My First Vote: Carissa Cruz Evangelista - Lifestyle Asia
June 1, 2021

The entrepreneur, designer, and former DTI Undersecretary recalls the time she first casted her ballot, in a time when our nation was still reeling from catastrophes and political jingles can change people’s minds.

READ ALSO: Health Call: 4 Influential People Who Have Had Their COVID Vaccines And Their Contributions To Rollouts

This month, Lifestyle Asia is talking to several members of society of differing backgrounds about one of the most important choices they have had to make in their lives—who should govern them and the ones they love.

In these personal essays, we hope it would enlighten everyone that, while our current situation remains seemingly bleak and unconquerable, even the smallest decisions that we make can still make a difference.

Our voice matters. Our vote matters.

I turned 18, the age to vote, in the early 90s.

I was a young, single lady who in high school had experienced the EDSA Revolution. That brought about a huge change not only in government, but also in our new 1986 constitution and saw many attempted coups during the Cory Aquino Administration.

The president then was Corazon Aquino of PDP Laban, the Vice President was Salvador Laurel of Unido, the Senate President was Jovito Salonga, the Speaker of the House was Ramon Mitra Jr, and the Chief Justice was Marcelo Fernan.

The world’s largest volcanic eruption happened in June 1991 when Mt Pinatubo devastated crops and businesses in Luzon. Our country was then preparing for the 1992 presidential and local elections. But our economy was in stagflation because of the Pinatubo eruption as well as the floods in Leyte that brought losses of thousands of lives and displacement of millions of people.

The huge political decisions at this time were the retention or rejection of the US bases in Clark and Subic and the enactment of the new Local Government Code. In September of 1991, the Senate of the Philippines rejected the bilateral treaty with United States, which would have extended American use of Subic Bay Naval Base.

However, as Pintatubo erupted, the US troops abandoned Clark Air Base and completed their withdrawal from Subic in 1992. Of note, when I turned the age to vote, Imelda Marcos had come back to the Philippines to face the charges against her. Power outages and rolling brownouts continued from the 1990s affecting homes, offices and the whole country.

“It was my responsibility to choose the leaders I wanted to have and whom I believe would help best move my country forward. I registered to vote and proudly voted”

I first voted in that year. The Philippine presidential and vice-presidential elections of 1992 were held on May 11, 1992. This was the first general election held under the 1987 Constitution with an estimated 80,000 candidates who ran for 17,000 posts, from the presidency down to municipal councilors.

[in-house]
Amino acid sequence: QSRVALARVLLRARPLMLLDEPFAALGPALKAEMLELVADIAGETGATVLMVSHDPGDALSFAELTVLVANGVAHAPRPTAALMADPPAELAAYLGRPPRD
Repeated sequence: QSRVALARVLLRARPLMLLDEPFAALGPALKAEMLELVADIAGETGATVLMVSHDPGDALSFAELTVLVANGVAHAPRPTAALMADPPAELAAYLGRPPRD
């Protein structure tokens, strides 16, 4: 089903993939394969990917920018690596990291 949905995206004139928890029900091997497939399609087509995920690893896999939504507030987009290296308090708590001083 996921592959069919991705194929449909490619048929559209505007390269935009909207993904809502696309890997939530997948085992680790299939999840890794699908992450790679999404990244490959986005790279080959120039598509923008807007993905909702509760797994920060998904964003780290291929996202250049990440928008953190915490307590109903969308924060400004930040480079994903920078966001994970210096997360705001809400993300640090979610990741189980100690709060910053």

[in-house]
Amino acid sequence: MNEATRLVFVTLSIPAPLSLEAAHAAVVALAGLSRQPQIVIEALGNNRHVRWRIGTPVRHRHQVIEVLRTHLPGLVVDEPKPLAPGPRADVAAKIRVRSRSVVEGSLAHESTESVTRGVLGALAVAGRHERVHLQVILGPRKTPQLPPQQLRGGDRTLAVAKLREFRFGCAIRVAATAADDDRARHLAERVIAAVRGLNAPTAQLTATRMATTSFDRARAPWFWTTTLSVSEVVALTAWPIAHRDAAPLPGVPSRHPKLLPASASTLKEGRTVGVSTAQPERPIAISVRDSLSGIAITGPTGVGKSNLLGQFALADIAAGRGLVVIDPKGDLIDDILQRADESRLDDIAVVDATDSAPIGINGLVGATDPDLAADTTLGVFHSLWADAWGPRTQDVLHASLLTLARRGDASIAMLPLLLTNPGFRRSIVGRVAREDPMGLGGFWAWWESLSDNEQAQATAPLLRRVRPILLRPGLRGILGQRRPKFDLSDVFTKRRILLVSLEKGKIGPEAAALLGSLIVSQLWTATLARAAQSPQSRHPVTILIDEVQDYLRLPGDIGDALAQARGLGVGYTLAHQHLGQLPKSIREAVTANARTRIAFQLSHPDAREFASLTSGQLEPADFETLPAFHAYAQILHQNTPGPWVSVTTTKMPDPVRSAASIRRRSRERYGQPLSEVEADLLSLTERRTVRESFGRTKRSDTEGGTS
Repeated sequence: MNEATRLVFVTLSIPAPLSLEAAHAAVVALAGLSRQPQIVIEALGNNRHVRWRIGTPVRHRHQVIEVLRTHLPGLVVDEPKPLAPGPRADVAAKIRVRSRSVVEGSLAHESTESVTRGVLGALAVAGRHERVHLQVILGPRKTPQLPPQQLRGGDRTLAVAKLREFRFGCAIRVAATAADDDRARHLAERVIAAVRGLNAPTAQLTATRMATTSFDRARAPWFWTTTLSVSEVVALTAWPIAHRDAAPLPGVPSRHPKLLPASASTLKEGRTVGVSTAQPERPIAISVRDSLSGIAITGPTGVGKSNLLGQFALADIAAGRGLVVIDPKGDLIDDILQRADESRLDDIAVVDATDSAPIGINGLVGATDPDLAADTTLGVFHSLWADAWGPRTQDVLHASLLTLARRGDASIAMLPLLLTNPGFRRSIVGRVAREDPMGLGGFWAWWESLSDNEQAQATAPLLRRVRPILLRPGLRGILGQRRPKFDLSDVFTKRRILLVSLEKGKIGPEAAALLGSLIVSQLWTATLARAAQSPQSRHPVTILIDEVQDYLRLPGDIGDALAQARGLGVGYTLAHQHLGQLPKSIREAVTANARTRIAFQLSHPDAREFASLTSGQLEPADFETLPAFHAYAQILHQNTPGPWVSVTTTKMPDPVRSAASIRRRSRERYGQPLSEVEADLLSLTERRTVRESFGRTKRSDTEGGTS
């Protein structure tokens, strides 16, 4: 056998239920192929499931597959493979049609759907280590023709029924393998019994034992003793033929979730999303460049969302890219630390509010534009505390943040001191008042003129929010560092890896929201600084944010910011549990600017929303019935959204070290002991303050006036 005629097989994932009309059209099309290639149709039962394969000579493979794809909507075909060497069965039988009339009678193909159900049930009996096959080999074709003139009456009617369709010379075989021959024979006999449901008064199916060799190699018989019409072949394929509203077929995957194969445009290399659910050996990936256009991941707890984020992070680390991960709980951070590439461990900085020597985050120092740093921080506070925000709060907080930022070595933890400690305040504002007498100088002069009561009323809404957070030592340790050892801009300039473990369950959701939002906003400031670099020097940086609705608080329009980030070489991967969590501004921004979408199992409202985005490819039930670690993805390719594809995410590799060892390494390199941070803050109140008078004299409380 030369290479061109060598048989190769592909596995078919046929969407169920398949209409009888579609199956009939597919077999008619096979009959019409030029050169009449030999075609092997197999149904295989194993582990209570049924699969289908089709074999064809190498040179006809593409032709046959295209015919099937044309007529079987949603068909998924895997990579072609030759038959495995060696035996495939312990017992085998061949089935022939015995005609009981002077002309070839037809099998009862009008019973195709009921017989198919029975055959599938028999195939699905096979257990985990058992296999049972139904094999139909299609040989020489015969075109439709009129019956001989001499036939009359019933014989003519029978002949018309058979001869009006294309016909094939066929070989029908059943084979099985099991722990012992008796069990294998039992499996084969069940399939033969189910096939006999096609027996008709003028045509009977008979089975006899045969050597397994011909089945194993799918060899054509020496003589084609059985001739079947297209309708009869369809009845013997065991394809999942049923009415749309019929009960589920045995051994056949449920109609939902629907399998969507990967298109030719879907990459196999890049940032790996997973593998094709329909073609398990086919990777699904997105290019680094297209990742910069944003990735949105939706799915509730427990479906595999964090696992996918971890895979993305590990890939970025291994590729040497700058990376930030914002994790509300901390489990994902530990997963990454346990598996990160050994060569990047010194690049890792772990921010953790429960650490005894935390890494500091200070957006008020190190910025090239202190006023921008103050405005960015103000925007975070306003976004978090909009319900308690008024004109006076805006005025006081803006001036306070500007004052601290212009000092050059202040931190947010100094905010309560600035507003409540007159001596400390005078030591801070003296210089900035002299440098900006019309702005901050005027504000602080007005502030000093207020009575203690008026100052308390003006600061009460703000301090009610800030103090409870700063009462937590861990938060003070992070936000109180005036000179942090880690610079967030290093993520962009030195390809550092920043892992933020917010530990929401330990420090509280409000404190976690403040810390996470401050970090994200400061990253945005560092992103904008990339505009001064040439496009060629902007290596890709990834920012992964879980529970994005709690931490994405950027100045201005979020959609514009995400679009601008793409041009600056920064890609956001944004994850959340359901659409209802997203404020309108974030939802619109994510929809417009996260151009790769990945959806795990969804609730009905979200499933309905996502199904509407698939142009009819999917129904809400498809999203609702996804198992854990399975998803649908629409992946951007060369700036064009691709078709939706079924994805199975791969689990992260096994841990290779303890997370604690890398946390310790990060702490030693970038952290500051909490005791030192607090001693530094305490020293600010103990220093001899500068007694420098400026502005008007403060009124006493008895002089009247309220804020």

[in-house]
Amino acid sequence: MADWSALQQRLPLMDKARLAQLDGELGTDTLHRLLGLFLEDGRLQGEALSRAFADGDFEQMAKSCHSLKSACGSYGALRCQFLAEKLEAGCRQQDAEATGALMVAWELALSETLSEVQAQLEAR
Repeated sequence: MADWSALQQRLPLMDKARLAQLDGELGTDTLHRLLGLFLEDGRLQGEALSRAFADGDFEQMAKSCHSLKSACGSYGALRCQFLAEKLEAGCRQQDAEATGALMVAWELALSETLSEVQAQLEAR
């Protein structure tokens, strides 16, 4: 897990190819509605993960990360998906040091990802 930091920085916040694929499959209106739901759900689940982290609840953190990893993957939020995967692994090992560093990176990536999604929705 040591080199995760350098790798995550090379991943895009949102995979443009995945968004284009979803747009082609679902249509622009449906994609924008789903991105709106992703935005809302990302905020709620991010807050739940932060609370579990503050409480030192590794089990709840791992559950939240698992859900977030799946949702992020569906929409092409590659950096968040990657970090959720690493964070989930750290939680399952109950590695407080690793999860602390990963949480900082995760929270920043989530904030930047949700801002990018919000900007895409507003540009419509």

The new constitution limited the president to a single six-year term with no possibility of reelection. In the race for the top position of the land, retired general Fidel Ramos of Lakas–NUCD narrowly defeated People’s Reform Party candidate Miriam Defensor Santiago.

Joseph Estrada, the movie star turned Senator, won ran under the National People’s Coalition ticket and won as Vice President. Twenty-four senators were elected in 1992: the first 12 senators who garnered the highest votes would have six-year terms while the next 12 senators would have three-year terms.

The electoral mood was hopeful and festive even during the campaign period, with our TVs and radios filled with many political jingles and music. Somehow many who were undecided on whether or not to vote for particular candidates had decided to vote because they liked the jingle of the candidate.

With the bravado and hope of my youth, I knew I had to cast my ballot to have my voice heard. It was my responsibility to choose the leaders I wanted to have and whom I believe would help best move my country forward. I registered to vote and proudly voted.

I will do so again next year in 2022, less with the bravado of my youth but still with the hope that the leaders I choose will do their best to help my barangay, town, city, congressional district, my party list advocacy and national interests.

With the wisdom that aside from my vote, I need to continually speak and advocate and support so that more positive changes can happen. Government can only do so much and I have to do my part too: not just to register and vote but to take an active role in my community also, helping in areas where I can.

Banner Photo courtesy of Carissa Cruz Evangelista

Download this month's LIFESTYLE ASIA digital copy from:
Order your print copy of this month's LIFESTYLE ASIA Magazine:
Subscribe via [email protected]
ADVERTISEMENT